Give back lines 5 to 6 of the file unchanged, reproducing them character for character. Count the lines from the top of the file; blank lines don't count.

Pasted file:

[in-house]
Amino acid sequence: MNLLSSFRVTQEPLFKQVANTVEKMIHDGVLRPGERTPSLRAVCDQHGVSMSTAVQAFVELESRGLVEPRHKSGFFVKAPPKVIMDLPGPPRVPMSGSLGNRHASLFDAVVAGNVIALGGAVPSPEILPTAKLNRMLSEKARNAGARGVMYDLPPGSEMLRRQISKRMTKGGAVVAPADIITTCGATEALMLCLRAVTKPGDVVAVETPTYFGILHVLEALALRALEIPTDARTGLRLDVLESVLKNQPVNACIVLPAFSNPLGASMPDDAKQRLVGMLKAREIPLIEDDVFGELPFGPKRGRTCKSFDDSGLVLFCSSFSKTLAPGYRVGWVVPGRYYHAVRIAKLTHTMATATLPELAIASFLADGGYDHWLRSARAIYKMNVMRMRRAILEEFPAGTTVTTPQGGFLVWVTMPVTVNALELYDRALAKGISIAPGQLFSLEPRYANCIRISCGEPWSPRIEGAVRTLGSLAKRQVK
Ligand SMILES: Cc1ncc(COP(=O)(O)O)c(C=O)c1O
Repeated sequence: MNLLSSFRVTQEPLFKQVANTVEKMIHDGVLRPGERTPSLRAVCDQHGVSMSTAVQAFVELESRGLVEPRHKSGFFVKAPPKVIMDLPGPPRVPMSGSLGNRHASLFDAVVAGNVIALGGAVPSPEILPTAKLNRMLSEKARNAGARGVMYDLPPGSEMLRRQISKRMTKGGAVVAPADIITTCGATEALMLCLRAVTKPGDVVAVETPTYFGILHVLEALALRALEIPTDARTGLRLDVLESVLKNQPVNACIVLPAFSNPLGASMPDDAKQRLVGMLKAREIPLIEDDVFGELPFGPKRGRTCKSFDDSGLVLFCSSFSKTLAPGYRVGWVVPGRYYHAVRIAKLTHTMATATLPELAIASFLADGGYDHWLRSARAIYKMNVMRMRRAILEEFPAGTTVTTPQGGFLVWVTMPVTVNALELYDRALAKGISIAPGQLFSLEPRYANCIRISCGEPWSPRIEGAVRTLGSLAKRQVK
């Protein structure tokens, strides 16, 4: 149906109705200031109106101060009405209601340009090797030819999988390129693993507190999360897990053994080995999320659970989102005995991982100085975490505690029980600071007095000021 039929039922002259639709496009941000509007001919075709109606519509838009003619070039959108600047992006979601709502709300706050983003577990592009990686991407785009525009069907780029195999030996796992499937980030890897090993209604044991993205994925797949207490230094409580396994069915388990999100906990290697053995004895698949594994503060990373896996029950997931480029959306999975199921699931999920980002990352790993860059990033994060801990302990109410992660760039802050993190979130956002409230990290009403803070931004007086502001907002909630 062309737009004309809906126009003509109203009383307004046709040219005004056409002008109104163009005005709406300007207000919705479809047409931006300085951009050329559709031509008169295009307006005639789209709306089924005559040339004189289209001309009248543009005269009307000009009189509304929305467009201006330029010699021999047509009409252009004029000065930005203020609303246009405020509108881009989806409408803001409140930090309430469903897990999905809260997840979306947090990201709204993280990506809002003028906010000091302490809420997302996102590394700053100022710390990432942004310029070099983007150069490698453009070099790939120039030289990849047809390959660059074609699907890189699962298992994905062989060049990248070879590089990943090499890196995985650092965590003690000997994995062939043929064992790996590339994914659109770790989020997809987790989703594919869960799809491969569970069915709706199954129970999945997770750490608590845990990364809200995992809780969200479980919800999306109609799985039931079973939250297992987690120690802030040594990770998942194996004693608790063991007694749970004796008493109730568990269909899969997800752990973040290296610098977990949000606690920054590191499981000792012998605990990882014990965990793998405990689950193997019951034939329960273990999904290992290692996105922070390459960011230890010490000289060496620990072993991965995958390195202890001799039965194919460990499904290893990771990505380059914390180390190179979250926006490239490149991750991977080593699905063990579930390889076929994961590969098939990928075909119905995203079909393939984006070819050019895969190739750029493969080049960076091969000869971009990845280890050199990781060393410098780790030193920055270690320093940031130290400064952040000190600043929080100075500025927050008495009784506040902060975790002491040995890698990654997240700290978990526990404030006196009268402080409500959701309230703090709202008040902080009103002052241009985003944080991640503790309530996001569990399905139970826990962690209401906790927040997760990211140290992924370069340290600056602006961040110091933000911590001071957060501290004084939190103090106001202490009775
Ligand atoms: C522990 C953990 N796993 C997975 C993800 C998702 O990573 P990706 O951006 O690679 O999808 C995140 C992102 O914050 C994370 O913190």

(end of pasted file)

């Protein structure tokens, strides 16, 4: 149906109705200031109106101060009405209601340009090797030819999988390129693993507190999360897990053994080995999320659970989102005995991982100085975490505690029980600071007095000021 039929039922002259639709496009941000509007001919075709109606519509838009003619070039959108600047992006979601709502709300706050983003577990592009990686991407785009525009069907780029195999030996796992499937980030890897090993209604044991993205994925797949207490230094409580396994069915388990999100906990290697053995004895698949594994503060990373896996029950997931480029959306999975199921699931999920980002990352790993860059990033994060801990302990109410992660760039802050993190979130956002409230990290009403803070931004007086502001907002909630 062309737009004309809906126009003509109203009383307004046709040219005004056409002008109104163009005005709406300007207000919705479809047409931006300085951009050329559709031509008169295009307006005639789209709306089924005559040339004189289209001309009248543009005269009307000009009189509304929305467009201006330029010699021999047509009409252009004029000065930005203020609303246009405020509108881009989806409408803001409140930090309430469903897990999905809260997840979306947090990201709204993280990506809002003028906010000091302490809420997302996102590394700053100022710390990432942004310029070099983007150069490698453009070099790939120039030289990849047809390959660059074609699907890189699962298992994905062989060049990248070879590089990943090499890196995985650092965590003690000997994995062939043929064992790996590339994914659109770790989020997809987790989703594919869960799809491969569970069915709706199954129970999945997770750490608590845990990364809200995992809780969200479980919800999306109609799985039931079973939250297992987690120690802030040594990770998942194996004693608790063991007694749970004796008493109730568990269909899969997800752990973040290296610098977990949000606690920054590191499981000792012998605990990882014990965990793998405990689950193997019951034939329960273990999904290992290692996105922070390459960011230890010490000289060496620990072993991965995958390195202890001799039965194919460990499904290893990771990505380059914390180390190179979250926006490239490149991750991977080593699905063990579930390889076929994961590969098939990928075909119905995203079909393939984006070819050019895969190739750029493969080049960076091969000869971009990845280890050199990781060393410098780790030193920055270690320093940031130290400064952040000190600043929080100075500025927050008495009784506040902060975790002491040995890698990654997240700290978990526990404030006196009268402080409500959701309230703090709202008040902080009103002052241009985003944080991640503790309530996001569990399905139970826990962690209401906790927040997760990211140290992924370069340290600056602006961040110091933000911590001071957060501290004084939190103090106001202490009775
Ligand atoms: C522990 C953990 N796993 C997975 C993800 C998702 O990573 P990706 O951006 O690679 O999808 C995140 C992102 O914050 C994370 O913190």